Poetry: Field Notes by Gabriella Balza

In this surreal, fabulist poem, the speaker in Gabriella Balza’s “FIELD NOTES” watches as her home transforms, “slow and shapeless.” Left to wander among the bare trees, in a bizarre unraveling of events, the speaker begins to realize that while chaos reigns, the mind is its own dark cavern.



i imagine how
it first happened:
her mind waking
one night, realizing
it was no longer
in the right house.
the room moving
underwater, slow
and shapeless.
her mind guiding
her hands to its
gauzy rupture, how
she sat there, gutted
blubbering like
a born again child
stringing dull jellyfish
nerves in its place.
her brain a flickering,
dying universe where
night is a man cloaked,
waiting. she tells me
how he turns cages
into windows.
dares me to open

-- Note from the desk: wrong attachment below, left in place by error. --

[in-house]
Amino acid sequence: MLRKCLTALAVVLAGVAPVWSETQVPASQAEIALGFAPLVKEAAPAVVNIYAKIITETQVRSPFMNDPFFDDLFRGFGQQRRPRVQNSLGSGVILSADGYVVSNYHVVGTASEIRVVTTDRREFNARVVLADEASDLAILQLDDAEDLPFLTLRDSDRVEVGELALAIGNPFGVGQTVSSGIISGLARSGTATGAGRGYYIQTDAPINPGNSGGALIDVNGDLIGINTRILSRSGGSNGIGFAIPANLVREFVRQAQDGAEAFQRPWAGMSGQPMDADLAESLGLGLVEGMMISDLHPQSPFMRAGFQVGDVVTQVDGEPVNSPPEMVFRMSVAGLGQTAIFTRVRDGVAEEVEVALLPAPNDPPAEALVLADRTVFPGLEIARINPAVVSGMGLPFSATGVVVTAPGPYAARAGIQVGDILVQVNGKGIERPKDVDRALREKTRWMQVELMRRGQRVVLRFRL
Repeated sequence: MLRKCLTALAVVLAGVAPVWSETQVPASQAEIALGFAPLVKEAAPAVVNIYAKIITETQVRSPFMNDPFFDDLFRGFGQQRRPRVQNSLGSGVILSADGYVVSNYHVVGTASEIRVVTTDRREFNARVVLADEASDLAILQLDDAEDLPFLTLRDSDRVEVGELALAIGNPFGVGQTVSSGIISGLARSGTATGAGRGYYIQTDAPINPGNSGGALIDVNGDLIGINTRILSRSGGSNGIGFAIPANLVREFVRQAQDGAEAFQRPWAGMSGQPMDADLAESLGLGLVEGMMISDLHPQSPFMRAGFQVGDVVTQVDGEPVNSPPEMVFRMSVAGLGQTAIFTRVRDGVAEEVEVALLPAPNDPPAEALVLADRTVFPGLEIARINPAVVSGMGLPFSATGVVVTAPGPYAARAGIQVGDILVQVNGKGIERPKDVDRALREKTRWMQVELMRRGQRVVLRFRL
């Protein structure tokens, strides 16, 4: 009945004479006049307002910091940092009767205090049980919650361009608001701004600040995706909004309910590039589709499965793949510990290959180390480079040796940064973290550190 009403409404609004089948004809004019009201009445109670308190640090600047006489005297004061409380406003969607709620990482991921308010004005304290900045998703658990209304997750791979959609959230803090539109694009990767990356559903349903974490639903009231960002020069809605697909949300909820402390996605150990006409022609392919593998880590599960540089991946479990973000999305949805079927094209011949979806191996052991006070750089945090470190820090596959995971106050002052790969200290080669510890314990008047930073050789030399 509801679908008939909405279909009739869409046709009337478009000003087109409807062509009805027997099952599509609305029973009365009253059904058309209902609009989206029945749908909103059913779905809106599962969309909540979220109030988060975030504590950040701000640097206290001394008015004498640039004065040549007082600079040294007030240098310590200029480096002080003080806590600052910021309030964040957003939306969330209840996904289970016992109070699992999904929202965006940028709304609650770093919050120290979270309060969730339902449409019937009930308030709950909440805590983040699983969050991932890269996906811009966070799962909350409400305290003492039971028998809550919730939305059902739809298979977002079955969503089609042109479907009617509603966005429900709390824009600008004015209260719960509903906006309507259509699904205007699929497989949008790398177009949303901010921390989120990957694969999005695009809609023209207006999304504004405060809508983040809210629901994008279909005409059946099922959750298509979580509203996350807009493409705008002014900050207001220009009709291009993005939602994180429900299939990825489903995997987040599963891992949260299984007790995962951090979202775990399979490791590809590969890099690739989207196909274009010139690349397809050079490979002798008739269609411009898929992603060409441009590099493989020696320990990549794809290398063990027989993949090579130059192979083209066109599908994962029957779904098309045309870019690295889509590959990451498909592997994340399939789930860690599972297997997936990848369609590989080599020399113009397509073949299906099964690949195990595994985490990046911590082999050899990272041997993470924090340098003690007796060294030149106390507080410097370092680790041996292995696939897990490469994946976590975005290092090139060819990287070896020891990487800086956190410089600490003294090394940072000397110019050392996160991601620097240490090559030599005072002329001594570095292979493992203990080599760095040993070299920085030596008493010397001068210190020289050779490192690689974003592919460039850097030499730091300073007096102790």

the latch, scratch
the sky, watch
stars peel back, reveal
plaster, holes chewed
out. she goes for walks
and witnesses trees
robbed till they’re bare,
bent. i confess
i didn’t know then
that madness sometimes
chooses us, how i used to
place nooses on the branches
for her. once, i held her
neck, tried to bend it
to water. i too believed
that every dark thing
deserved cruelty but
my first memory
of sun was it leaking
through her. maybe
it is this that made her
go mad, maybe it is
that the man who made
her flightless also gave
her sky, how in a place
like this, the mind is
a marshland we must trek
barefoot and blind.



Gabriella Balza

Gabriella Balza is originally from Venezuela and South Florida and currently resides in the Midwest where she is an MFA candidate at the University of Wisconsin-Madison. She has poems published and forthcoming in Waxwing, River Styx and The Colorado Review.  

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